This whole question brings me back to the apocryphal tale of the famous bank robber Willie Sutton. The story (which has been exposed as myth) goes: when asked why he robbed banks, the bank robber Willie Sutton replied, "because that's where the money is". A perfectly good explanation, in his view, but certainly not the sort of explanation the questioner was looking for.
The moral of this story for our purposes is that general explanation seeking questions (why questions) are ambiguous - legitimate answers to these types of questions can vary according to the explanatory context applied.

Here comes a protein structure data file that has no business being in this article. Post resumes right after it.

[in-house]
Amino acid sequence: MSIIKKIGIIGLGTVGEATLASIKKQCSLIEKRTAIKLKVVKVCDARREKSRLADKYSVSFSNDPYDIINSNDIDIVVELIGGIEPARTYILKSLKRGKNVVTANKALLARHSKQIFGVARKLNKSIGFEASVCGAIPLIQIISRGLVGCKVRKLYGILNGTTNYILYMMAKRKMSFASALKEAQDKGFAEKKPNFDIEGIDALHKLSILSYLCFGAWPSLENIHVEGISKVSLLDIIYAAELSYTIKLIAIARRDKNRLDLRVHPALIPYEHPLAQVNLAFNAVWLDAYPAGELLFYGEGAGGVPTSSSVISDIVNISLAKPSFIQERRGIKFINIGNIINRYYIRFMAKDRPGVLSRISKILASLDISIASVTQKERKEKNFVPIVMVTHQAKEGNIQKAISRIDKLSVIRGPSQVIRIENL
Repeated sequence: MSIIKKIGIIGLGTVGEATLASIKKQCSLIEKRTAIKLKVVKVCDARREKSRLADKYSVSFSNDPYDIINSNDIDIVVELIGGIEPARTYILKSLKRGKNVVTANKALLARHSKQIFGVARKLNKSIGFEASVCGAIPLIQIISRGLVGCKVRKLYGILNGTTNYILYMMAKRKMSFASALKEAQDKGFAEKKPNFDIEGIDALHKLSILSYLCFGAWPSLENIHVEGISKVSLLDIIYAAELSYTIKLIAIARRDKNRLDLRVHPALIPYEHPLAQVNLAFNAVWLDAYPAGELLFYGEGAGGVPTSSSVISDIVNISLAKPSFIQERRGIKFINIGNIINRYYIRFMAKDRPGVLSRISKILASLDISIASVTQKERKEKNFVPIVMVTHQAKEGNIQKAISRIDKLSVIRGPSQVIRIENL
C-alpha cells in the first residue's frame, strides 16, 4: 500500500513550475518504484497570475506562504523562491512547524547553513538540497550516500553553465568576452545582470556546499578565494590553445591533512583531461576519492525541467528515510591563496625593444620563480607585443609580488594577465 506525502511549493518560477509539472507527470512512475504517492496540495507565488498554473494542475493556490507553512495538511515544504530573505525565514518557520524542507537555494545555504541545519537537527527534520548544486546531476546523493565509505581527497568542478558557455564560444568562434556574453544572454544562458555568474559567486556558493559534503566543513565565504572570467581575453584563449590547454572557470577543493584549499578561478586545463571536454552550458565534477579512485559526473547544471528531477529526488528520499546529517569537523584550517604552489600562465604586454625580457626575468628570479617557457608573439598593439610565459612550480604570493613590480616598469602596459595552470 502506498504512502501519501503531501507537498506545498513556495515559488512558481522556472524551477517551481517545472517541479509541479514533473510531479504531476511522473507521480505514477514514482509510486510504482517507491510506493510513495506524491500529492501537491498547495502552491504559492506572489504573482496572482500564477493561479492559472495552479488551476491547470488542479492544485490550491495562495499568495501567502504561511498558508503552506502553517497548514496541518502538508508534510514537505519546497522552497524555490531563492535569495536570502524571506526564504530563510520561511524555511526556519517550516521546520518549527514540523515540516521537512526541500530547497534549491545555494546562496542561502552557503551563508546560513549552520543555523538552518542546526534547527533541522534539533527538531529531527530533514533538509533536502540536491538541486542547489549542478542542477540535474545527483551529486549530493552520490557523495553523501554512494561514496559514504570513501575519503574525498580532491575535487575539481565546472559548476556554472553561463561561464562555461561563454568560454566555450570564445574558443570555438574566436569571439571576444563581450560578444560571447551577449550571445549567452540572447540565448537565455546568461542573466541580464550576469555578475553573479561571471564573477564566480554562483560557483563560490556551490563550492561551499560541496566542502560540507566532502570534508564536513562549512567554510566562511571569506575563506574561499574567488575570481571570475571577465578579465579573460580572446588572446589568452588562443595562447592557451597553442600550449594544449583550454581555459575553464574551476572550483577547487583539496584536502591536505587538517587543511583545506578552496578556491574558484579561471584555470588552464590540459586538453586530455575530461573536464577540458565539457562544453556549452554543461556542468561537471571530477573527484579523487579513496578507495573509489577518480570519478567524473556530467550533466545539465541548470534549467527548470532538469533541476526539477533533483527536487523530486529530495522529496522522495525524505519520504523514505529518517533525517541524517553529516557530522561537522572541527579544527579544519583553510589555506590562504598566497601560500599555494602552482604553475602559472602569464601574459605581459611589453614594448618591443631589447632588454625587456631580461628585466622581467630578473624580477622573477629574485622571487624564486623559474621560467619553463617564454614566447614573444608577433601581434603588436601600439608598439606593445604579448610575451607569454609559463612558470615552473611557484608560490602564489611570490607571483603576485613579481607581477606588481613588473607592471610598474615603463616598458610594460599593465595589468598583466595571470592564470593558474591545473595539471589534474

What stands out for me is context. When asking questions or assigning work, the context of the task is incredibly important. I've seen this when building project plans. There is a basic understanding of the goals of the project, but the specific tasks and logic network will always be subject to review by the team, who aren't going to fully understand what the planner was thinking. Understanding that context up front is so important: does everyone share the same context? Can they be made to at least see each other's world views?